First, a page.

Ilocano people

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Tattao a Iloko
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Total population
Regions with significant populations
(Ilocos Region, Cordillera, Cagayan Valley, Central Luzon, Metro Manila)
 United States
(Hawaii, California)
Ilocano, Cebuano (in Mindanao), Filipino, English
Predominantly Roman Catholic,
Aglipayan minority, Protestantism, Members Church of God International
Related ethnic groups
Ibanag, Ivatan, Kapampangan, Pangasinan,
other Filipino peoples,
other Austronesian peoples

The Ilokano or Iloko people are the third largest Filipino ethnolinguistic group. They predominantly speak Ilokano and reside within the Ilocos Region in the Philippines.


The word Ilokano originates from Iloko (archaic form, Yloco), the conjugation of i- (meaning "of") and look (meaning "bay), which means "from the bay" in Ilokano. Aside from being referred to as Ilokano, they are also identified as Samtoy, a portmanteau of the Ilokano phrase sao mi ditoy meaning "our language origin."

Ethnic homeland[edit]

Main article: Ilocandia
Provinces where Ilocano people are the largest ethnic group are shown in green.

Ilocandia is the term given to the traditional homeland of the Ilocano people. From the original western strip of Northern Luzon, Ilocandia has spread throughout the Cagayan Valley and some parts of Central Luzon.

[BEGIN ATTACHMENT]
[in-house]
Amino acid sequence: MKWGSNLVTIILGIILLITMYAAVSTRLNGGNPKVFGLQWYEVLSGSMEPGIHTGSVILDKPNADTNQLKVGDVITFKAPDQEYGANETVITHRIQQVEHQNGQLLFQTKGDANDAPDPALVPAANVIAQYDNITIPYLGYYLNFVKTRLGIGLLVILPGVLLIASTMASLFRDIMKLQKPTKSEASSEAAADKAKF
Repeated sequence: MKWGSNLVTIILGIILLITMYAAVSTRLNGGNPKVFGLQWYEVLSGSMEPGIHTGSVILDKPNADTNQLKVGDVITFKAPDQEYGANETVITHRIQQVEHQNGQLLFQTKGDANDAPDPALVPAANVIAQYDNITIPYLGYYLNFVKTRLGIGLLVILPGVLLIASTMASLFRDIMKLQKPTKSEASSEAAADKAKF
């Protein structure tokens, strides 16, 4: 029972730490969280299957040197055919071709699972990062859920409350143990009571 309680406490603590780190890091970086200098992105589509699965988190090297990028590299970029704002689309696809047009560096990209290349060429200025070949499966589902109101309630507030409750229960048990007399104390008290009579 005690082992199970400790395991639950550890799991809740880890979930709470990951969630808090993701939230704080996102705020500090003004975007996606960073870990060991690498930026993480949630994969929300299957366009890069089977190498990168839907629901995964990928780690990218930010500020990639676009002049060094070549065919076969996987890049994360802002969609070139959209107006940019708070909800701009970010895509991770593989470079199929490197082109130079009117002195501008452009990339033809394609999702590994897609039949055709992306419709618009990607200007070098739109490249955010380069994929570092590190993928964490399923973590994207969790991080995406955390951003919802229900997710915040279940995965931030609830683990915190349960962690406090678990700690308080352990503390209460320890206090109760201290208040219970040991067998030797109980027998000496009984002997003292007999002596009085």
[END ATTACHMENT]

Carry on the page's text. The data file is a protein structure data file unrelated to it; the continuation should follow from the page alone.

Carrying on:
Ilocanos number about 9,136,000.[citation needed] A few Ilocanos living in the Cordilleras have some Cordillerano blood.


Ilocanos speak Iloko, which is part of the Northern Philippine subgroup of the Austronesian family of languages. They also speak Cebuano (in Mindanao), Tagalog, and English as second languages.


Most Ilocanos are Roman Catholics, while a significant number[quantify] belong to the Aglipayan Church, which originated in Ilocos Norte.[1][2]


Many Filipino Americans are of Ilocano descent. They make up 85% of the Filipino-American population in Hawaii.


The Austronesian ancestors of the present-day Ilocanos came to the Philippines through bilogs, or outrigger boats during the Iron Age.

Spanish Era to the Philippine Republic[edit]

In 1572, Juan de Salcedo arrived to the town of Bauang.


The mounting population pressure due to the substantial population density during the mid-19th century caused the migration of the Ilocanos out of their historic homeland. By 1903, more than 290,000 Ilocanos migrated to Central Luzon, Cagayan Valley, and Metro Manila. More than 180,000 moved to Pangasinan, Tarlac, and Nueva Ecija. Almost 50,000 moved to Cagayan Valley; half of them resided in Isabela. Around 47,000 lived in Zambales and the Sultan Kudarat more than 11,000

The Ilocano Diaspora continued in 1906 when Ilocanos started to migrate to Hawaii and California. Ilocanos composed the largest number of expatriates in the United States, though most are bilingual with Tagalog. There is a significant Ilocano community in Hawaii, in which they make up more than 85% of the Filipino population there.[3]

Later migrations brought Ilocanos to the Cordilleras, Mindoro, Palawan, and Mindanao provinces of Sultan Kudarat, North Cotabato, and South Cotabato.